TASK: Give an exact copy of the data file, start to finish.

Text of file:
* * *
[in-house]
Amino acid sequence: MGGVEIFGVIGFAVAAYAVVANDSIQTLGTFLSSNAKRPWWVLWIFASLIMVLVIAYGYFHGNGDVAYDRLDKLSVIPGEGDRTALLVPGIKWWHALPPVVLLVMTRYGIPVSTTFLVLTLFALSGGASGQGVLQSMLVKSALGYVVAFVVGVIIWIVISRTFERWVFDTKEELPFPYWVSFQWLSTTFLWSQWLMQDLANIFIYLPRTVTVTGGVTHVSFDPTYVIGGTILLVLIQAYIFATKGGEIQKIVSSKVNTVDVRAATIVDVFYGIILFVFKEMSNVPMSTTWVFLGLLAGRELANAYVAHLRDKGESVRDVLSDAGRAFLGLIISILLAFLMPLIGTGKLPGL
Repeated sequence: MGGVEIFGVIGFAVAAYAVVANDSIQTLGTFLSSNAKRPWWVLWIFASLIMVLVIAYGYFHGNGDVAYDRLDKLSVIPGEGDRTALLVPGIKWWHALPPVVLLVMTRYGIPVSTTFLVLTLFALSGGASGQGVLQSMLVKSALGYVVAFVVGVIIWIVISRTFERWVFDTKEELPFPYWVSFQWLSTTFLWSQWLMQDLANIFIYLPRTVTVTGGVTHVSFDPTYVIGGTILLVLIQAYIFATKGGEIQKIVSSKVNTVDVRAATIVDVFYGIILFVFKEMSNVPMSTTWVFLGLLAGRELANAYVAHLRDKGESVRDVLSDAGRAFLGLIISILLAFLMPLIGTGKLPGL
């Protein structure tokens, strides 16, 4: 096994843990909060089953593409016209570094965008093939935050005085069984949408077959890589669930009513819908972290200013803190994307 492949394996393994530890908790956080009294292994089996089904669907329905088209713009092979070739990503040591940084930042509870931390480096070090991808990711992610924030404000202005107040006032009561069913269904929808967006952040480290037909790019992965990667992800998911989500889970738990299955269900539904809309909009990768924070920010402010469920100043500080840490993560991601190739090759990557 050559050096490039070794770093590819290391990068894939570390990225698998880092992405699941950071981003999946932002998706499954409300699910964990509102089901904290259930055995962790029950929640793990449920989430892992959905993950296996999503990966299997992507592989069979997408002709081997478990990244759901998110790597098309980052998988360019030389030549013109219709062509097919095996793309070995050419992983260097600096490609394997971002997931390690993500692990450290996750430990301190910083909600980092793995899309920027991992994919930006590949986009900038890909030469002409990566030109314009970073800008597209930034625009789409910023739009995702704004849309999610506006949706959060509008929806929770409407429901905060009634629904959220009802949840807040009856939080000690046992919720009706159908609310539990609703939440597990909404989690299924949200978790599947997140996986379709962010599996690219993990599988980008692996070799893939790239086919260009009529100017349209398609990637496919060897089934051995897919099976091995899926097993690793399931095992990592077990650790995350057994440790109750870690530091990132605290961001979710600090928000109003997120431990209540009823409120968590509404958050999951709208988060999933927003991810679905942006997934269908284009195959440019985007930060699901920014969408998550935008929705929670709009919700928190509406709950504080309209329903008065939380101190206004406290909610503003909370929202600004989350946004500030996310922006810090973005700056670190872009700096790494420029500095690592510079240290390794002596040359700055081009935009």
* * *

[in-house]
Amino acid sequence: MGGVEIFGVIGFAVAAYAVVANDSIQTLGTFLSSNAKRPWWVLWIFASLIMVLVIAYGYFHGNGDVAYDRLDKLSVIPGEGDRTALLVPGIKWWHALPPVVLLVMTRYGIPVSTTFLVLTLFALSGGASGQGVLQSMLVKSALGYVVAFVVGVIIWIVISRTFERWVFDTKEELPFPYWVSFQWLSTTFLWSQWLMQDLANIFIYLPRTVTVTGGVTHVSFDPTYVIGGTILLVLIQAYIFATKGGEIQKIVSSKVNTVDVRAATIVDVFYGIILFVFKEMSNVPMSTTWVFLGLLAGRELANAYVAHLRDKGESVRDVLSDAGRAFLGLIISILLAFLMPLIGTGKLPGL
Repeated sequence: MGGVEIFGVIGFAVAAYAVVANDSIQTLGTFLSSNAKRPWWVLWIFASLIMVLVIAYGYFHGNGDVAYDRLDKLSVIPGEGDRTALLVPGIKWWHALPPVVLLVMTRYGIPVSTTFLVLTLFALSGGASGQGVLQSMLVKSALGYVVAFVVGVIIWIVISRTFERWVFDTKEELPFPYWVSFQWLSTTFLWSQWLMQDLANIFIYLPRTVTVTGGVTHVSFDPTYVIGGTILLVLIQAYIFATKGGEIQKIVSSKVNTVDVRAATIVDVFYGIILFVFKEMSNVPMSTTWVFLGLLAGRELANAYVAHLRDKGESVRDVLSDAGRAFLGLIISILLAFLMPLIGTGKLPGL
């Protein structure tokens, strides 16, 4: 096994843990909060089953593409016209570094965008093939935050005085069984949408077959890589669930009513819908972290200013803190994307 492949394996393994530890908790956080009294292994089996089904669907329905088209713009092979070739990503040591940084930042509870931390480096070090991808990711992610924030404000202005107040006032009561069913269904929808967006952040480290037909790019992965990667992800998911989500889970738990299955269900539904809309909009990768924070920010402010469920100043500080840490993560991601190739090759990557 050559050096490039070794770093590819290391990068894939570390990225698998880092992405699941950071981003999946932002998706499954409300699910964990509102089901904290259930055995962790029950929640793990449920989430892992959905993950296996999503990966299997992507592989069979997408002709081997478990990244759901998110790597098309980052998988360019030389030549013109219709062509097919095996793309070995050419992983260097600096490609394997971002997931390690993500692990450290996750430990301190910083909600980092793995899309920027991992994919930006590949986009900038890909030469002409990566030109314009970073800008597209930034625009789409910023739009995702704004849309999610506006949706959060509008929806929770409407429901905060009634629904959220009802949840807040009856939080000690046992919720009706159908609310539990609703939440597990909404989690299924949200978790599947997140996986379709962010599996690219993990599988980008692996070799893939790239086919260009009529100017349209398609990637496919060897089934051995897919099976091995899926097993690793399931095992990592077990650790995350057994440790109750870690530091990132605290961001979710600090928000109003997120431990209540009823409120968590509404958050999951709208988060999933927003991810679905942006997934269908284009195959440019985007930060699901920014969408998550935008929705929670709009919700928190509406709950504080309209329903008065939380101190206004406290909610503003909370929202600004989350946004500030996310922006810090973005700056670190872009700096790494420029500095690592510079240290390794002596040359700055081009935009």